As luck would have it, we'd heard negative things about cruising with Mike:  that he couldn't handle Dragonfly and could become a liability. After reading cruising-guru Bruce Van Sant'sA Gentleman's Guide to Passages South, a book most of us owned, Mike purchased an identical clipper ketch to Van Sant's Jalan Jalan.  The trouble was it was too large a boat for an inexperienced single-hander, but who were we to ridicule?

Tom in particular was concerned for our well-being, since he and Pam frequented George Town annually but never ventured further south.  He kept a vigil near his radio for weather forecasts from Herb, broadcasting from Canada, and the best weather-window suggested for trawlers. We didn't own a single-sideband (SSB) radio, but Mike did.

Tall, heavy-set with white whiskers and retired, Mike was on the lookout for a female companion to join him along his cruise. The Vegetable Lady was sweet on him but she was too old, he said.   We assumed he'd be sailing and therefore wouldn't see him too often, but soon discovered he intended to motor most of the way, behind us.
January 31
"We were supposed to leave on Saturday, then suddenly it became yesterday, because of the weather.  We were like a Chinese fire drill -- returned the quilt book to Fran on Aire Lock, said goodbye to Tom and Pam, Jolly Roger and Smokin, turned around just short of town for my shoes left on Tomboy, back to town for Cap to meet his 'buddy', and one last provisioning trip.
"Our bank card was refused.  We called the bank and found out they'd changed hands and our card was no longer good, but they had mailed another." 
WHERE? Florida, Oregon or 'Jersey; and how to get it in the middle of the ocean?
"I freaked, used my VISA for a cash advance and sent Hill a check from Wells Fargo for $1000 to cover us.  Anyway, off we went - leaving George Town behind.  Mike followed some sailboats out a different cut and couldn't find us but caught up.  The sea was calm when we left at 11 am, but close to Calabash we were rockin'-n-rollin'!!  The first anchorage was terrible - no protection, and the second not much better.  Just short of  the anchorage Czar decided to 'dump' on the foredeck, on the  ropes, around the anchors, lots of fun (useless mutt!)"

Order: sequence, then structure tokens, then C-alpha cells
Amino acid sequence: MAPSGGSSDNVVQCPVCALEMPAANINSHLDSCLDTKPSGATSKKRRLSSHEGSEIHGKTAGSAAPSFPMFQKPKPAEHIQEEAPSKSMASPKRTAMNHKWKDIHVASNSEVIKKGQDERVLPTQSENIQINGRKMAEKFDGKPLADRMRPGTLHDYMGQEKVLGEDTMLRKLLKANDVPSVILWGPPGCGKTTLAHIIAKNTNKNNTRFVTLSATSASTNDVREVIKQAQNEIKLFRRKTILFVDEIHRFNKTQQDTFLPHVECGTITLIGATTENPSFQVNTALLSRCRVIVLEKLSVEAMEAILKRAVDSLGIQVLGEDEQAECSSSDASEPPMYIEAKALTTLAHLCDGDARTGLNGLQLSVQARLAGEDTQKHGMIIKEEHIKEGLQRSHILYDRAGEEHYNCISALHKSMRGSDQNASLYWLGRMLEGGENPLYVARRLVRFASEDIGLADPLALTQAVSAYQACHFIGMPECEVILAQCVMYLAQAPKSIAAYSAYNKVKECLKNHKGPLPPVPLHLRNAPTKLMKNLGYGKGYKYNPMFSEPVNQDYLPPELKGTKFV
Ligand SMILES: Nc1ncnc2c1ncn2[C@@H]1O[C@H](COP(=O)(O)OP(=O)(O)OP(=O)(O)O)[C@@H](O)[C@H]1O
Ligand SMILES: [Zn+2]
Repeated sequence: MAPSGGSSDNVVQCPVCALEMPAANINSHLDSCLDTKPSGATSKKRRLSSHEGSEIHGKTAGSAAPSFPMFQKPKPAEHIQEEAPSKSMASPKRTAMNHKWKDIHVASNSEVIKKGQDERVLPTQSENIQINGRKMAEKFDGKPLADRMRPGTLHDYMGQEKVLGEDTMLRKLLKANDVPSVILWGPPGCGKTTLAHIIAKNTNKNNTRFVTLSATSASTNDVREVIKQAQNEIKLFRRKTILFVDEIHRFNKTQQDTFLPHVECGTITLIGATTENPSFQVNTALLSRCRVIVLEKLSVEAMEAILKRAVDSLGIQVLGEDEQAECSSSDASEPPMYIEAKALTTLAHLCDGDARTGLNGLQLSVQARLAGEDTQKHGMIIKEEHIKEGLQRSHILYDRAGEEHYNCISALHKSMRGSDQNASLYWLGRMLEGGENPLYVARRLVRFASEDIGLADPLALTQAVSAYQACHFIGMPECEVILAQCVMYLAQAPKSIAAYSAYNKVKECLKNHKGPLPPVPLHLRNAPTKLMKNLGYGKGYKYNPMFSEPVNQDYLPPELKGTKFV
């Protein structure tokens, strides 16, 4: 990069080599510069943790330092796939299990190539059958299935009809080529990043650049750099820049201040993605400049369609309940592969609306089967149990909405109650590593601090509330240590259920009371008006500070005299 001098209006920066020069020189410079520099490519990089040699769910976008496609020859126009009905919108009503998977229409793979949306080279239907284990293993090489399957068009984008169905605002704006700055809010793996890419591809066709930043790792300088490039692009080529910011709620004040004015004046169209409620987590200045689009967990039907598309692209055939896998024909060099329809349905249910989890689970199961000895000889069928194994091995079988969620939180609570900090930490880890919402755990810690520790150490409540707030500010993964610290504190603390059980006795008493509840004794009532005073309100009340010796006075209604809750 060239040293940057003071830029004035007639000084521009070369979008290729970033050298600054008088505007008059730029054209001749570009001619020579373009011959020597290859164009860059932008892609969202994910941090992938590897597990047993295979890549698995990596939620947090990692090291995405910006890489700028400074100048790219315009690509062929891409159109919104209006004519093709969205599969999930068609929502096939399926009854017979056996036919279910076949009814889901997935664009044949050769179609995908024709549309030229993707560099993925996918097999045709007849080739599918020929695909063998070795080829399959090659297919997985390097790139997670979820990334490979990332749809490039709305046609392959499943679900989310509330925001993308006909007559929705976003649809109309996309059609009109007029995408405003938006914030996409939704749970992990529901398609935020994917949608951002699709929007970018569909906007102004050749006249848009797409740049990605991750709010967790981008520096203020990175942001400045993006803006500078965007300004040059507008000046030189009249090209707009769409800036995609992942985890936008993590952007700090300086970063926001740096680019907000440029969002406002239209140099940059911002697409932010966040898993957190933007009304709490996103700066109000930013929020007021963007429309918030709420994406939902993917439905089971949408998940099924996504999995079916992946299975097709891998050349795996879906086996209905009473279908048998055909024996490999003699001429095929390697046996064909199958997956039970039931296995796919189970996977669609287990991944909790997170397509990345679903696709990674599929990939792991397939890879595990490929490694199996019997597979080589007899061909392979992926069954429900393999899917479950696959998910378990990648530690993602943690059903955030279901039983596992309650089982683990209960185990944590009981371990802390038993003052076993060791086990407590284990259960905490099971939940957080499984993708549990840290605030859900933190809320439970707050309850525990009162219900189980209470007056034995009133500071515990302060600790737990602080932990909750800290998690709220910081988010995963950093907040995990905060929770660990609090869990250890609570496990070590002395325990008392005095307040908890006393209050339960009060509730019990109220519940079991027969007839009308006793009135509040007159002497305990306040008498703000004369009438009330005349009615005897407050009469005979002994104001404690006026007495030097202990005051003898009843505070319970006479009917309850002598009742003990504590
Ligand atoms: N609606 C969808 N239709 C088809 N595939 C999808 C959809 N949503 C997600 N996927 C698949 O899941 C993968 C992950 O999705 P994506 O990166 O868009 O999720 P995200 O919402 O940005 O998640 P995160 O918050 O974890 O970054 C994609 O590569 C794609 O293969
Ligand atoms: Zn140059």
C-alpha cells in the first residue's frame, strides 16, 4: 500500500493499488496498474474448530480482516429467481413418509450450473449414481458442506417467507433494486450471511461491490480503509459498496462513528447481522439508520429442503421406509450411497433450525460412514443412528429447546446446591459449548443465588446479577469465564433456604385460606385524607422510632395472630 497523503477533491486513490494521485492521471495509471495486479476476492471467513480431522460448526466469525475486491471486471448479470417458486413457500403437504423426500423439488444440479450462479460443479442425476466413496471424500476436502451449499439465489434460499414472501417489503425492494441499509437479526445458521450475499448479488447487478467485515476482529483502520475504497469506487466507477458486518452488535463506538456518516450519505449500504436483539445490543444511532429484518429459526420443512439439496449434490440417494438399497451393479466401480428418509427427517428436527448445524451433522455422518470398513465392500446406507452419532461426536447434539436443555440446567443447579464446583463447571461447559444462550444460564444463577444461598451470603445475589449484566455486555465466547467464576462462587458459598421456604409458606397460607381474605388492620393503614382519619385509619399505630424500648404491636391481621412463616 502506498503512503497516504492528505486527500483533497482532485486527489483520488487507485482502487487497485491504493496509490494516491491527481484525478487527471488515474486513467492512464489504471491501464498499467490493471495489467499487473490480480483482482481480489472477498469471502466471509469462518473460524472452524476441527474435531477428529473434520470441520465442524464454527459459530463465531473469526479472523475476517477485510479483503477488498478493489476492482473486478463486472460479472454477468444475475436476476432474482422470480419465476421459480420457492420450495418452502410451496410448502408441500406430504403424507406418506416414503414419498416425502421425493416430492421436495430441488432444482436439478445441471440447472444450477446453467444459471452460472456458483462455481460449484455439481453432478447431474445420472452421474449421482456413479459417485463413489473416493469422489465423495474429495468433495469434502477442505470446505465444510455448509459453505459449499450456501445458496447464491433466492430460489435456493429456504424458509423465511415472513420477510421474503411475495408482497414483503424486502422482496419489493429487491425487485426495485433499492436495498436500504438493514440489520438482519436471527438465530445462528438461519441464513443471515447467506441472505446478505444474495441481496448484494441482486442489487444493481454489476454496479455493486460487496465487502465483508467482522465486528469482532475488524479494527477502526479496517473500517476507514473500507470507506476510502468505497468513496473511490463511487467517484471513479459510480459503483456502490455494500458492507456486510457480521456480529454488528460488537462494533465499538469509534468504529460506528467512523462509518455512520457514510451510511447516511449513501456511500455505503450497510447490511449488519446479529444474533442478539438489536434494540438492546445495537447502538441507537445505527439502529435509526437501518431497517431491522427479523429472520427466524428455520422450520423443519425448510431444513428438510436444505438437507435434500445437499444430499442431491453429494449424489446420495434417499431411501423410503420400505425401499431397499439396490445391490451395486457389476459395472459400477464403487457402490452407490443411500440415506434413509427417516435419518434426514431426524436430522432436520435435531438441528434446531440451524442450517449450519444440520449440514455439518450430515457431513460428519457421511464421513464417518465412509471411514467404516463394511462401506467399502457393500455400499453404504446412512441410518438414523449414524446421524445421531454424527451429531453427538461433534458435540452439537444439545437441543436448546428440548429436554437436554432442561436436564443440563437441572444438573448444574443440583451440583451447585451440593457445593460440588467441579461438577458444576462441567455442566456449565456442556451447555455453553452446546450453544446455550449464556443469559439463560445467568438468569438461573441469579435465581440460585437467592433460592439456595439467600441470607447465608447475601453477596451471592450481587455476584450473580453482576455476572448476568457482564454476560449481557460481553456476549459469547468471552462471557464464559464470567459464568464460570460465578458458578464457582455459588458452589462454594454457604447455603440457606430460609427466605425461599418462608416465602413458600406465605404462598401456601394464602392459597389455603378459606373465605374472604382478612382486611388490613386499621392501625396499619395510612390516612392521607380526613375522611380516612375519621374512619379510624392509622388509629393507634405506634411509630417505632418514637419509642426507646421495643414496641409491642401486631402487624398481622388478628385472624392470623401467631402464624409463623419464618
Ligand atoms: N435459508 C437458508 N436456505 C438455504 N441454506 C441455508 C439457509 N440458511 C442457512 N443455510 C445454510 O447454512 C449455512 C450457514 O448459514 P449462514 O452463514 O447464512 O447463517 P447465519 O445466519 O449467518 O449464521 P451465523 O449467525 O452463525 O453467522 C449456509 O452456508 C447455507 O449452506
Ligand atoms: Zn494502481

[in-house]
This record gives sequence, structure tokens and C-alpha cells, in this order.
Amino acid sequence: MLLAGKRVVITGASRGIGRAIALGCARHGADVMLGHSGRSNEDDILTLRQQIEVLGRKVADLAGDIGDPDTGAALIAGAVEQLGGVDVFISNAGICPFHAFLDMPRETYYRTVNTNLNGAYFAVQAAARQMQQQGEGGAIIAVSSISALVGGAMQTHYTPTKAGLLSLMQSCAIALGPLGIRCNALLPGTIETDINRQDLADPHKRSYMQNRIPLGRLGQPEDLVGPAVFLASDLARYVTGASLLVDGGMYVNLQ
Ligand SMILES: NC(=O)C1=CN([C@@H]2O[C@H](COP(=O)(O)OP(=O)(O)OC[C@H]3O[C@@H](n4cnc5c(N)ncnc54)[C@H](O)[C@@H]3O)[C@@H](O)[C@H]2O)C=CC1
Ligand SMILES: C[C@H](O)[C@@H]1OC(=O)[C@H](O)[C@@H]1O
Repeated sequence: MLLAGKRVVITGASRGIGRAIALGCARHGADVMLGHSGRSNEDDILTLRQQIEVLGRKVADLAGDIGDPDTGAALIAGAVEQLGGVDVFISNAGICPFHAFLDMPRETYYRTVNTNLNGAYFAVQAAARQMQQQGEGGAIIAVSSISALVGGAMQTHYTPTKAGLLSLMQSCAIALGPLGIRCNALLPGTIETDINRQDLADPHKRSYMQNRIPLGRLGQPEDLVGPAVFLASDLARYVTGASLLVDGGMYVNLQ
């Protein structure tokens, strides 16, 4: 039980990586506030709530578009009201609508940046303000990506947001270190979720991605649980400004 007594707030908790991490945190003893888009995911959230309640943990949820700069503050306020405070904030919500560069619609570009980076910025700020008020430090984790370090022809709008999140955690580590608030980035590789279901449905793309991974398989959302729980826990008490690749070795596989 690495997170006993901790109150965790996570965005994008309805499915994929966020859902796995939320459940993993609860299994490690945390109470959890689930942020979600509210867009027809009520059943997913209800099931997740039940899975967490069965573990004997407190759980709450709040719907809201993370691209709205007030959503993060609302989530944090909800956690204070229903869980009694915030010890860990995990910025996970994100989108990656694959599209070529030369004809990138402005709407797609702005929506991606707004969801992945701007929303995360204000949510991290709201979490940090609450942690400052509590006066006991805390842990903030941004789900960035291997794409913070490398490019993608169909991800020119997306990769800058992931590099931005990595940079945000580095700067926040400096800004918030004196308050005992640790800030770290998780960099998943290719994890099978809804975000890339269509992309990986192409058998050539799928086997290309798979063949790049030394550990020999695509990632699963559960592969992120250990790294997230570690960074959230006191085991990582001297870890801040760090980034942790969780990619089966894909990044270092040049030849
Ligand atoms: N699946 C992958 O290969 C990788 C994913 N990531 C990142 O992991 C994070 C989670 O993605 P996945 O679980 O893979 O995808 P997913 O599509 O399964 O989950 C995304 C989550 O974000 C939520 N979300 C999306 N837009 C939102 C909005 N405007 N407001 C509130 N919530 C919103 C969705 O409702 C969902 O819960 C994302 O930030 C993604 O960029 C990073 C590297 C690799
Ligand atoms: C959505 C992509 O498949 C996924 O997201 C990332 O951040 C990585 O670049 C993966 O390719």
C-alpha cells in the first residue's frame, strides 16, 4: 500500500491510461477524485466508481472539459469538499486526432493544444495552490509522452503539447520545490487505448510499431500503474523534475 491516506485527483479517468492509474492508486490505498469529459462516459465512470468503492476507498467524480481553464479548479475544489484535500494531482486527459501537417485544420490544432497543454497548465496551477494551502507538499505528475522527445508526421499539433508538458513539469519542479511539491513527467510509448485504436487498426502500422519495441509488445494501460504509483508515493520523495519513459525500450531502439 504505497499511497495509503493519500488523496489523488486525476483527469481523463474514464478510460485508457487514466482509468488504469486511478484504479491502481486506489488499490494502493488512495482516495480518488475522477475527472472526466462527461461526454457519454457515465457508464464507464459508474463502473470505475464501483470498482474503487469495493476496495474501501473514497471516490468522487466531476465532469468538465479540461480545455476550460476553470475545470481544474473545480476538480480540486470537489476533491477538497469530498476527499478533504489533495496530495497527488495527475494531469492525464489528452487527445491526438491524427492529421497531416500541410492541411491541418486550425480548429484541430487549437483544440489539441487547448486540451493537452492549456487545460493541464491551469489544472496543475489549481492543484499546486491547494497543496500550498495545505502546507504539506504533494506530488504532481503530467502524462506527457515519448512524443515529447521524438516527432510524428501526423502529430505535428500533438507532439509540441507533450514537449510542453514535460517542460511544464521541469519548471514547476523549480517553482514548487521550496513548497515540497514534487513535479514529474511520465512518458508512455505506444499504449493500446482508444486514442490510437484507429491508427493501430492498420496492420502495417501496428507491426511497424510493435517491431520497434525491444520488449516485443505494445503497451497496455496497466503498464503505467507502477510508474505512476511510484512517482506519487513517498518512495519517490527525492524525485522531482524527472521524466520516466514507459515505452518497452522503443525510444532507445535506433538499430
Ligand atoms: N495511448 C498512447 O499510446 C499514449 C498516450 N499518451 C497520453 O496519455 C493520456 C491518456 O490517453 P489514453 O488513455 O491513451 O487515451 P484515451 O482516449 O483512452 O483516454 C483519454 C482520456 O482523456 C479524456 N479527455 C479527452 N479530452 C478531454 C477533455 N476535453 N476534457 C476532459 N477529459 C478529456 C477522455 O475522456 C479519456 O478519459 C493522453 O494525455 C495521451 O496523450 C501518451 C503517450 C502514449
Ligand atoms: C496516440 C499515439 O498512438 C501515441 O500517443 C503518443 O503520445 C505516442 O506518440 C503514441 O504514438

"What are you doing?!" Cap yelled down from the fly-bridge.  I'd grabbed a bucket with a rope attached to the handle, and was lowering it to fill with seawater a second time to rinse off the deck. "STOP IT!"

"Why?" always questioning, but obeying.

"It'll act like a scoop.  You're lucky the rope didn't slice your hands."

I thought of the dinghy flipping over in Florida, filling like a scoop and shearing off the davit.  Why didn't I think of things like that?
"We rocked all night, even with 3 anchors. We called Gyra in Conception for the weather because we didn't trust Mike, and decided to head for Clarence Town today.  It was an 8 hour trip and the 1st hour was rough, but then, as predicted, the water calmed and we were having a good trip."
Until the fishing buoys.  Shortly after all that, the left anchor fell out of its bracket on the bow and went over before I could stop it, but Cap was watching and put us in neutral in time.

Finally, we anchored in Clarence Town.  Cruising didn't seem to be getting any easier.

Up next:  Southern Bahamas

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To read from Chapter 1:  A Rough Start